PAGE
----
The Mafia Files: Episode 2 Meyer Lansky


July 4th, 1902: Meier Suchowlański is born in what was then called the Russian Empire. Despite being born in a Russian-controlled area, Meier always considered himself to be Polish & always took pride in his heritage. At the age of nine, he migrated with his mother & brother to New York in order to be reunited with their father, who had already migrated there just two years earlier. This was a turning point in his life as it naturally led him down the path of becoming a mobster.

Born into Jewish heritage, Meier would often regulate American rallies held by Nazi sympathizers. Regulation simply meant he & his crew would come sweeping in during the rallies & beating its participants senseless.

When asked by a pro-Nazi German-American named Bund about a particular rally in the 1930s that Lanksy had regulated in New York, he said, “The stage was decorated with a swastika and a picture of Adolf Hitler. The speakers started ranting. There were only fifteen of us, but we went into action. We threw some of them out the windows. Most of the Nazis panicked and ran out. We chased them and beat them up. We wanted to show them that Jews would not always sit back and accept insults.”–Meyer Lansky

If you watched our first video in this series about John Gotti, then you already know what the Commission is. But in case you haven’t here’s a brief recap. The Commission is an organization founded in 1931 that acts as the governing body of the Mafia. It’s comprised of the five New York family bosses as well as the boss of the Chicago Outfit. It was created to replace the “capo di tutti capi,” or “boss of all bosses.” The Commission was an initiative of Lucky Luciano and was also where Lansky played a significant role in the mob’s history.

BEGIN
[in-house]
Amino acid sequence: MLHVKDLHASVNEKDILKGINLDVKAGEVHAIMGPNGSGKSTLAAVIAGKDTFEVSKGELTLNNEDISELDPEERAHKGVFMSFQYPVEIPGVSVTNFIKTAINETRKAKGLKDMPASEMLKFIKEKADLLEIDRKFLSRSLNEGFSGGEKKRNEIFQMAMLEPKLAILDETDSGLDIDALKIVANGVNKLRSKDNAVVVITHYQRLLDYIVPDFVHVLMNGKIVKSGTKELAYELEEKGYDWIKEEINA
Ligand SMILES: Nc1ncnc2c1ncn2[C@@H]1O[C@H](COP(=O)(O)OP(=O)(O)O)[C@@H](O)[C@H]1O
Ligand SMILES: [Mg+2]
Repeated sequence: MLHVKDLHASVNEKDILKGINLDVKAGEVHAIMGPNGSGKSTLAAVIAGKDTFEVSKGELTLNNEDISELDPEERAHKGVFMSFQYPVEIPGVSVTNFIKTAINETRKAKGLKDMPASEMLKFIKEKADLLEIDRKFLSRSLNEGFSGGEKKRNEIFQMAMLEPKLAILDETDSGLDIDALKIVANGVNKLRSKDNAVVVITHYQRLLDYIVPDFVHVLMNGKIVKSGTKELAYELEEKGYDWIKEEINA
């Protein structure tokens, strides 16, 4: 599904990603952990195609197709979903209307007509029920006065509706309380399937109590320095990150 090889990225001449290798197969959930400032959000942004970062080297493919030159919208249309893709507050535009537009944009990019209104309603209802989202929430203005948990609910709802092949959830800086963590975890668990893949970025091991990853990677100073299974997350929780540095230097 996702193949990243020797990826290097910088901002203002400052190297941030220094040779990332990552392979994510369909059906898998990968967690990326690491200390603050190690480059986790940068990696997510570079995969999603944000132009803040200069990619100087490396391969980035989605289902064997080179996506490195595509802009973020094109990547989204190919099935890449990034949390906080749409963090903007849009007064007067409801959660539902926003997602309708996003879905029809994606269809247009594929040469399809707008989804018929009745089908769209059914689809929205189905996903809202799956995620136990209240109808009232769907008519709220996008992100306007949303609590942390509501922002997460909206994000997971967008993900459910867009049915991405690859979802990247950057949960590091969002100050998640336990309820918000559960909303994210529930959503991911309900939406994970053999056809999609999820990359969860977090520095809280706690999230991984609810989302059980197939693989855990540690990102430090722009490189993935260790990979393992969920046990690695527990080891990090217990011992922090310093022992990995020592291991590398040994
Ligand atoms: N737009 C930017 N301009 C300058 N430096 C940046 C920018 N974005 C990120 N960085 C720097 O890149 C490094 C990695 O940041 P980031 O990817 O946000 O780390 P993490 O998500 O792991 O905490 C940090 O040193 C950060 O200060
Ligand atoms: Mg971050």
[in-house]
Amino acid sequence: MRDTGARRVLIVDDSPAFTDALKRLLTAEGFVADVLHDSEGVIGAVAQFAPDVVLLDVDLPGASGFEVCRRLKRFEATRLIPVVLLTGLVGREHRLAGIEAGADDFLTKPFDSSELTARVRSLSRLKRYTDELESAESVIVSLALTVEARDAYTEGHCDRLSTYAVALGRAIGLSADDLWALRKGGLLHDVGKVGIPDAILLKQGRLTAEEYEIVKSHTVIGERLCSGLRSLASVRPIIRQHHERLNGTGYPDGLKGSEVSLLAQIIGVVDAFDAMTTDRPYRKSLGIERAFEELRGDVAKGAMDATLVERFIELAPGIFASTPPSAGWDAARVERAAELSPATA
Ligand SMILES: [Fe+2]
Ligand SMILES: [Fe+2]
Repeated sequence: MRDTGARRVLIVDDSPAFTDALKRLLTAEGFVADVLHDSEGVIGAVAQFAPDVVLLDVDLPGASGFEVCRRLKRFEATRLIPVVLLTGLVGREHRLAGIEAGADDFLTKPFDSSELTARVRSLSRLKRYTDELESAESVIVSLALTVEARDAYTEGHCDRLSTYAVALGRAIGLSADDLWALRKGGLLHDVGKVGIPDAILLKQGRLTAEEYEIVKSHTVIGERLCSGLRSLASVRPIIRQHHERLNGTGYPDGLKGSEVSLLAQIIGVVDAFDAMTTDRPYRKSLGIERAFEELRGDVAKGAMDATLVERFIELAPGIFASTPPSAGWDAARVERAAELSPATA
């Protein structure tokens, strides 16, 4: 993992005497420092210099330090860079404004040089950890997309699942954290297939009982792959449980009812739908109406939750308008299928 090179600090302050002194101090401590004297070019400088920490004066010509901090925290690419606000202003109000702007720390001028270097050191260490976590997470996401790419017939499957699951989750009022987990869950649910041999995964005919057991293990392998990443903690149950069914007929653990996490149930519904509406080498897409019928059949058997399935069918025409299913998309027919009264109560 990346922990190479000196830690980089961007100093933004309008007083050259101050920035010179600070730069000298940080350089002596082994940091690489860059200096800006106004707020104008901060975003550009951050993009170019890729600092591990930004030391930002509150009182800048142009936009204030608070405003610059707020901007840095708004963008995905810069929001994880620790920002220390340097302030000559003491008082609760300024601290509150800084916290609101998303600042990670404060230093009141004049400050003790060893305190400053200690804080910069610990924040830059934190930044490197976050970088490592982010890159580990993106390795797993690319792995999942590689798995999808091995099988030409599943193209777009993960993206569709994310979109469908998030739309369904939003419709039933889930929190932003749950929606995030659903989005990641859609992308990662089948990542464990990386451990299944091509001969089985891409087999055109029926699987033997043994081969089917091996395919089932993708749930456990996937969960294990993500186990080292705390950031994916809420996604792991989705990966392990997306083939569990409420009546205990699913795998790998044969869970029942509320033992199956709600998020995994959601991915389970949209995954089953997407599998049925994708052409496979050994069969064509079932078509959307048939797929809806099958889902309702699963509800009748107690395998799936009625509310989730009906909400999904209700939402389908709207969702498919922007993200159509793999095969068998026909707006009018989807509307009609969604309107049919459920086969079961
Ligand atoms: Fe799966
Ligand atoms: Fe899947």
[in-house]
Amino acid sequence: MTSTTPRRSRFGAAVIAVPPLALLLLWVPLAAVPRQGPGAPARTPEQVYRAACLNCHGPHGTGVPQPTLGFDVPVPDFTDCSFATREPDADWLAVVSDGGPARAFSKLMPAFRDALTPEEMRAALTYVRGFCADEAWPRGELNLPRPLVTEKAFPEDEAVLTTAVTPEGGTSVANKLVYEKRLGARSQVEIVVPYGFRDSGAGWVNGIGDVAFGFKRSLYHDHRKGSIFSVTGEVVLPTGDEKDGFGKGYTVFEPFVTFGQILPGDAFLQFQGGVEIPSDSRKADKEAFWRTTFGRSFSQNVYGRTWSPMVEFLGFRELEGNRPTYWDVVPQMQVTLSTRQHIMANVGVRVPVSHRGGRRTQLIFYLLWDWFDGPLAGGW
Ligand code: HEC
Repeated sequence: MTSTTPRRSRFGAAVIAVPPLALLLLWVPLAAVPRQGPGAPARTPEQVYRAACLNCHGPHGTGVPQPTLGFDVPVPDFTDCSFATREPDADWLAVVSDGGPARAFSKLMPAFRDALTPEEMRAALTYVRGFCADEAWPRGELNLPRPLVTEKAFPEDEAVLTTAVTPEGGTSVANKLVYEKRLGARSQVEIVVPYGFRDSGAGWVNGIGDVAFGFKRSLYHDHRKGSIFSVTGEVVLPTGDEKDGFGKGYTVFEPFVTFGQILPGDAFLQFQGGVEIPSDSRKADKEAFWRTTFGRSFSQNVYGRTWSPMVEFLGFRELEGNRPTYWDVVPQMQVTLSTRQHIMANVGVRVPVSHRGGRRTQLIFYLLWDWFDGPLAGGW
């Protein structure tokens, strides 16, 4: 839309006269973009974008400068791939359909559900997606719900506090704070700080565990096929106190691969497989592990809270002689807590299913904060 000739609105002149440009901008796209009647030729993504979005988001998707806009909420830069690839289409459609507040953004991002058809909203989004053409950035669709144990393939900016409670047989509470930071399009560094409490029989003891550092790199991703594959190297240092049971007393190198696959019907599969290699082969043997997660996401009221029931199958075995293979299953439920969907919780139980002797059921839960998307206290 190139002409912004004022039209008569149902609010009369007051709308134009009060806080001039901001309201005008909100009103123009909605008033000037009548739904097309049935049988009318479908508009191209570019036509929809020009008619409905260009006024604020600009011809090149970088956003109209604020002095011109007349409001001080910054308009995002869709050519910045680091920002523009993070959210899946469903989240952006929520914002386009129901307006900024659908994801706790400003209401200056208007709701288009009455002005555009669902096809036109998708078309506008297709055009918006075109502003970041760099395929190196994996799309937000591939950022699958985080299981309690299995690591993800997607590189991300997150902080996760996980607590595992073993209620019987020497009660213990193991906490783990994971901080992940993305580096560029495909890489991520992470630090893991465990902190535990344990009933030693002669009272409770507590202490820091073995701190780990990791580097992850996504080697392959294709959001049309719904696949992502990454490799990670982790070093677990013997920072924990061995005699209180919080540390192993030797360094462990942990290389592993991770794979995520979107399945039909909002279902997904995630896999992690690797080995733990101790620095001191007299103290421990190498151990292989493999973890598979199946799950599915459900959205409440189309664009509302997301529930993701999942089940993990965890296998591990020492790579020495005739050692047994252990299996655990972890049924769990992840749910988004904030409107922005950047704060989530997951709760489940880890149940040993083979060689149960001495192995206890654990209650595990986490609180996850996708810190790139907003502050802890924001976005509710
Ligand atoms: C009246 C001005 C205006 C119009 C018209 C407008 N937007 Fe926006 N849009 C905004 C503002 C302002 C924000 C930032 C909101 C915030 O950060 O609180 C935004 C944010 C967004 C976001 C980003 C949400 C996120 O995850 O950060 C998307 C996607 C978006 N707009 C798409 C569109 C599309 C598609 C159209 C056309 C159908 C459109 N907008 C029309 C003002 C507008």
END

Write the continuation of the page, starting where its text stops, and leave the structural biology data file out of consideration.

In 1931, Salvatore Maranzano killed off Joe “The Boss” Masseria, thus taking the role as the new capo di tutti capi. But with his newly obtained power, Maranzano quickly rubbed all other families the wrong way by whittling down the rival families’ rackets in favor of his own. This was what led to his downfall.

Meyer’s associate, named Charles “Lucky” Luciano, did not wait around for conditions to improve. He pretended to agree to Maranzano’s new terms then sent Lansky in to arrange a hit—or assassination—on him. Four Jewish gangsters, whose faces were unknown to Maranzano’s people, went into his office disguised as government agents, disarmed his bodyguards, then stabbed Maranzano multiple times before finishing him off with guns.

After Maranzano’s death, Luciano arguably become the most powerful mobster in New York as well as the brains behind the newly-formed Commission. And because Lansky & his childhood friend Bugsy Siegel had orchestrated the hit, Luciano was in very high favor of the two.

One important contribution Lansky made during this reorganization period was the ritual of “making someone.” Luciano felt the tradition of “making people” within the Mafia was a Sicilian tradition that was well outdated. But as a very close associate of Luciano’s, Lansky persuaded him to keep the practice; arguing that their youth needed rituals in order to promote obedience to the family. They also stressed the importance of Omertà, or the oath of silence.

But despite Lansky & Siegel’s value in the eyes of Luciano, the two would forever be unable to hold any official position within any Cosa Nostra family due to the fact that neither were of Italian descent. Lanksy, however, became a top advisor to Luciano while Siegel became a trusted associate.

By 1936, Lansky had established several successful gambling operations in Florida, New Orleans, & Cuba thanks to financial backing by Luciano & the Luciano family. Ten years later in 1946, Lanksy branched out to Nevada by convincing the mafia to place his friend Siegel in charge of the Las Vegas market, of which Lansky was a major investor; specifically the Flamingo Hotel.

These casino businesses flourished thanks to two important factors. One: he ensured the games were never rigged & that gamers could always trust his casinos. And two: he was resourceful in using his mob connections to ensure the legal & physical security of his establishments from other crime figures while at the same time using bribes to keep law enforcement at bay.